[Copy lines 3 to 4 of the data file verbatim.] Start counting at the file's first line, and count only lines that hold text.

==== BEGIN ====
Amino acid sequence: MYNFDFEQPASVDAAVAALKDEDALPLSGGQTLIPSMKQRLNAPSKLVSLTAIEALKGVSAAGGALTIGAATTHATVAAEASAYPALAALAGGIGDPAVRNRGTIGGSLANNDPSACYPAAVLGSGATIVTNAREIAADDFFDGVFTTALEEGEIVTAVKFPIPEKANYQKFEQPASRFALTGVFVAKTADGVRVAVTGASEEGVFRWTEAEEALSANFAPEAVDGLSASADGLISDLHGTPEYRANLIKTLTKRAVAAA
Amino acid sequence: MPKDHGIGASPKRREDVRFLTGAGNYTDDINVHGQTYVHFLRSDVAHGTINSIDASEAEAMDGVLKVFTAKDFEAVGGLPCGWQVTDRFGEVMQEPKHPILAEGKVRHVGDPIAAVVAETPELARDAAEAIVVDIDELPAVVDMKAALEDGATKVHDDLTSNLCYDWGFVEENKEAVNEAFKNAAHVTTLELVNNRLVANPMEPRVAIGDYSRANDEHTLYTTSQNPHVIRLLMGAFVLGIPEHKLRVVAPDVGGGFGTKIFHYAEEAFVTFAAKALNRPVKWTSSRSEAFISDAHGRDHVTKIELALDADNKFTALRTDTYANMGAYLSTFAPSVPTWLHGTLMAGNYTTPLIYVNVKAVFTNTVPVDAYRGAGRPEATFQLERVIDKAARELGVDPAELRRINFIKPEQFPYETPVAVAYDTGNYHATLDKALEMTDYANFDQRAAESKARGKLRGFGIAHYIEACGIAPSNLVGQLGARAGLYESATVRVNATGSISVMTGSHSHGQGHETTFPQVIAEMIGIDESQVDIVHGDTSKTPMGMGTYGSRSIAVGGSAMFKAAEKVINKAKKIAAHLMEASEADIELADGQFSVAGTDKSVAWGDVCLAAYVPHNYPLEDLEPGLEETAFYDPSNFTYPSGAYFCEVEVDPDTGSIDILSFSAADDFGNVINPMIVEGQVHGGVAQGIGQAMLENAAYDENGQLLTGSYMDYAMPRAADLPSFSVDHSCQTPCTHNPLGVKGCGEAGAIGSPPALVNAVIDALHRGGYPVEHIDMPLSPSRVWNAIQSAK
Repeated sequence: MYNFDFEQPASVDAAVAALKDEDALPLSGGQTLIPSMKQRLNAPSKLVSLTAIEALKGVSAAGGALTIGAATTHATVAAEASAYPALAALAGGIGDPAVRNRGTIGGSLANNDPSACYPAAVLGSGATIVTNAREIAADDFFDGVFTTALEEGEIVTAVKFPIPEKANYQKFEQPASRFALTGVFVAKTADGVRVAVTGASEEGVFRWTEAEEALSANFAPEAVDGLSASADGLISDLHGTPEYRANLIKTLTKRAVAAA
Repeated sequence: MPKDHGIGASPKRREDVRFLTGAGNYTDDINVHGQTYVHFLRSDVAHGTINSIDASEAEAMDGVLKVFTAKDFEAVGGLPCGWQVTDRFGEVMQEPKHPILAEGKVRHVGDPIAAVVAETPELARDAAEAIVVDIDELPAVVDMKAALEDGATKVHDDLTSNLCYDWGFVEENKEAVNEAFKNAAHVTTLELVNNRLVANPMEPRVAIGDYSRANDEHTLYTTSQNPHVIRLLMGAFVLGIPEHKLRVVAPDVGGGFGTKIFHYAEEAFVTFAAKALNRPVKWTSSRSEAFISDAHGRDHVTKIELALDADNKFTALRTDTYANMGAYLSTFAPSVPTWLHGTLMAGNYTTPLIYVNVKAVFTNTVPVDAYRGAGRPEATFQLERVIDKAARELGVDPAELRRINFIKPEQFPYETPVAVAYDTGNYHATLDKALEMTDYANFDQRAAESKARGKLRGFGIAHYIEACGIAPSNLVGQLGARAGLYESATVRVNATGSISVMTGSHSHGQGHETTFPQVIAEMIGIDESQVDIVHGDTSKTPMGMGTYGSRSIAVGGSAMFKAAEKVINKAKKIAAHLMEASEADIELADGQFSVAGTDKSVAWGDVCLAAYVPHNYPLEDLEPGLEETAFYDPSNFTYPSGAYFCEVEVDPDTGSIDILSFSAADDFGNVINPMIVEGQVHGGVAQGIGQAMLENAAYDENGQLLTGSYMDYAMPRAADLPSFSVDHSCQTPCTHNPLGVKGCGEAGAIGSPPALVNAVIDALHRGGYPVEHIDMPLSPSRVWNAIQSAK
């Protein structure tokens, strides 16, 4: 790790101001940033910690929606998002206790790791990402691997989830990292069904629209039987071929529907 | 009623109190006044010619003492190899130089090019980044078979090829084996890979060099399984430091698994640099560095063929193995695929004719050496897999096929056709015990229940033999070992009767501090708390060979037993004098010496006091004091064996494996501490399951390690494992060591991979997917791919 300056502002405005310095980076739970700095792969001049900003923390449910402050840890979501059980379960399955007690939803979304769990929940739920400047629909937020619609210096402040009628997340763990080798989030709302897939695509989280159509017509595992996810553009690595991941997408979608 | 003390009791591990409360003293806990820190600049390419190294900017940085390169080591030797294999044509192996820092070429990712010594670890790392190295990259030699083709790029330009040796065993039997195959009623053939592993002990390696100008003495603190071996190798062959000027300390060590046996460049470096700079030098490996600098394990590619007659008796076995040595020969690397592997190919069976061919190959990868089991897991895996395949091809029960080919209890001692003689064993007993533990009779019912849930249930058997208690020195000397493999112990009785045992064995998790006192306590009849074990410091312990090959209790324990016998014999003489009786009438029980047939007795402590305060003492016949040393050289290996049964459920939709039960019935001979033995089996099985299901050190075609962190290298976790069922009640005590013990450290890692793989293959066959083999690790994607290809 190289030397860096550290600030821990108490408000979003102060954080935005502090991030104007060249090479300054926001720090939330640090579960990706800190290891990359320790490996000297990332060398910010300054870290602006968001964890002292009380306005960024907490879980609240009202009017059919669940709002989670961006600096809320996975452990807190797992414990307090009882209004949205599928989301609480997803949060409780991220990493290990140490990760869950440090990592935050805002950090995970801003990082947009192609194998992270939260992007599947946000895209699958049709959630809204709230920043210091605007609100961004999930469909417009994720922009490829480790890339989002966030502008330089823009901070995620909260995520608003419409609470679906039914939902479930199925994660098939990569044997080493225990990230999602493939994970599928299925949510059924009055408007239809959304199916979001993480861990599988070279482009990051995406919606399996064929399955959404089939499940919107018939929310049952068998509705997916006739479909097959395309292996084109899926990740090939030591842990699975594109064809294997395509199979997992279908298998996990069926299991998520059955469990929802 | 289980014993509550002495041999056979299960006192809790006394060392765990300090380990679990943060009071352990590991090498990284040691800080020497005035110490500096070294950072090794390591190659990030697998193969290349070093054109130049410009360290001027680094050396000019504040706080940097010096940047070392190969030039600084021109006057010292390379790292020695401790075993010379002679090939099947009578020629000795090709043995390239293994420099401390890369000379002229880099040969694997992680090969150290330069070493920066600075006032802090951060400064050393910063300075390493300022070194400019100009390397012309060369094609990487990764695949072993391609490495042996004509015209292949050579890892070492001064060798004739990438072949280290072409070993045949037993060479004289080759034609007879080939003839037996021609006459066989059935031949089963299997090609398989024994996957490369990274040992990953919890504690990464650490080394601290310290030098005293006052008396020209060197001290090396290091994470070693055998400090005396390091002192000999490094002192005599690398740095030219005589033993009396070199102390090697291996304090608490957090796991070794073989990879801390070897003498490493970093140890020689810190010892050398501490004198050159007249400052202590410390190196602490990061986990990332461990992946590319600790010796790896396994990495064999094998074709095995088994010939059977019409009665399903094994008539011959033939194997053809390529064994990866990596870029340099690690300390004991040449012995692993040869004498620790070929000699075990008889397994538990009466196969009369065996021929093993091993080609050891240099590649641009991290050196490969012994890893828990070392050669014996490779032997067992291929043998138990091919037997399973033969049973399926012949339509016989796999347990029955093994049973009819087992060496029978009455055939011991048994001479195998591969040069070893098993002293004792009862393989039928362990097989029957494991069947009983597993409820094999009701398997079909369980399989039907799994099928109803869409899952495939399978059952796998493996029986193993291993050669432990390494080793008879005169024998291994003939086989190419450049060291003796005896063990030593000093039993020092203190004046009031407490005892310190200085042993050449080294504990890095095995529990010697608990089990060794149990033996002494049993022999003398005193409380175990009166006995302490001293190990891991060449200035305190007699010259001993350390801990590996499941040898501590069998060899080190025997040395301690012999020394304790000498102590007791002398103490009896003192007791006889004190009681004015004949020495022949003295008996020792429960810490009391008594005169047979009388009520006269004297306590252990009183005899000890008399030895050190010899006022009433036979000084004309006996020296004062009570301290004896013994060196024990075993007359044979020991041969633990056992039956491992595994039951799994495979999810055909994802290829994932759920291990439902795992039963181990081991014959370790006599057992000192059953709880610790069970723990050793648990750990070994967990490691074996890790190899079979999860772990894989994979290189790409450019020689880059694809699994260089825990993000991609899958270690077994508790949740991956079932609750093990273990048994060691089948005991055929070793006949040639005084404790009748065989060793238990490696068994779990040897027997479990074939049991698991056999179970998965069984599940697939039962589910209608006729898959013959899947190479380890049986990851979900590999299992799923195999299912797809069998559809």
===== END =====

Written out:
Repeated sequence: MYNFDFEQPASVDAAVAALKDEDALPLSGGQTLIPSMKQRLNAPSKLVSLTAIEALKGVSAAGGALTIGAATTHATVAAEASAYPALAALAGGIGDPAVRNRGTIGGSLANNDPSACYPAAVLGSGATIVTNAREIAADDFFDGVFTTALEEGEIVTAVKFPIPEKANYQKFEQPASRFALTGVFVAKTADGVRVAVTGASEEGVFRWTEAEEALSANFAPEAVDGLSASADGLISDLHGTPEYRANLIKTLTKRAVAAA
Repeated sequence: MPKDHGIGASPKRREDVRFLTGAGNYTDDINVHGQTYVHFLRSDVAHGTINSIDASEAEAMDGVLKVFTAKDFEAVGGLPCGWQVTDRFGEVMQEPKHPILAEGKVRHVGDPIAAVVAETPELARDAAEAIVVDIDELPAVVDMKAALEDGATKVHDDLTSNLCYDWGFVEENKEAVNEAFKNAAHVTTLELVNNRLVANPMEPRVAIGDYSRANDEHTLYTTSQNPHVIRLLMGAFVLGIPEHKLRVVAPDVGGGFGTKIFHYAEEAFVTFAAKALNRPVKWTSSRSEAFISDAHGRDHVTKIELALDADNKFTALRTDTYANMGAYLSTFAPSVPTWLHGTLMAGNYTTPLIYVNVKAVFTNTVPVDAYRGAGRPEATFQLERVIDKAARELGVDPAELRRINFIKPEQFPYETPVAVAYDTGNYHATLDKALEMTDYANFDQRAAESKARGKLRGFGIAHYIEACGIAPSNLVGQLGARAGLYESATVRVNATGSISVMTGSHSHGQGHETTFPQVIAEMIGIDESQVDIVHGDTSKTPMGMGTYGSRSIAVGGSAMFKAAEKVINKAKKIAAHLMEASEADIELADGQFSVAGTDKSVAWGDVCLAAYVPHNYPLEDLEPGLEETAFYDPSNFTYPSGAYFCEVEVDPDTGSIDILSFSAADDFGNVINPMIVEGQVHGGVAQGIGQAMLENAAYDENGQLLTGSYMDYAMPRAADLPSFSVDHSCQTPCTHNPLGVKGCGEAGAIGSPPALVNAVIDALHRGGYPVEHIDMPLSPSRVWNAIQSAK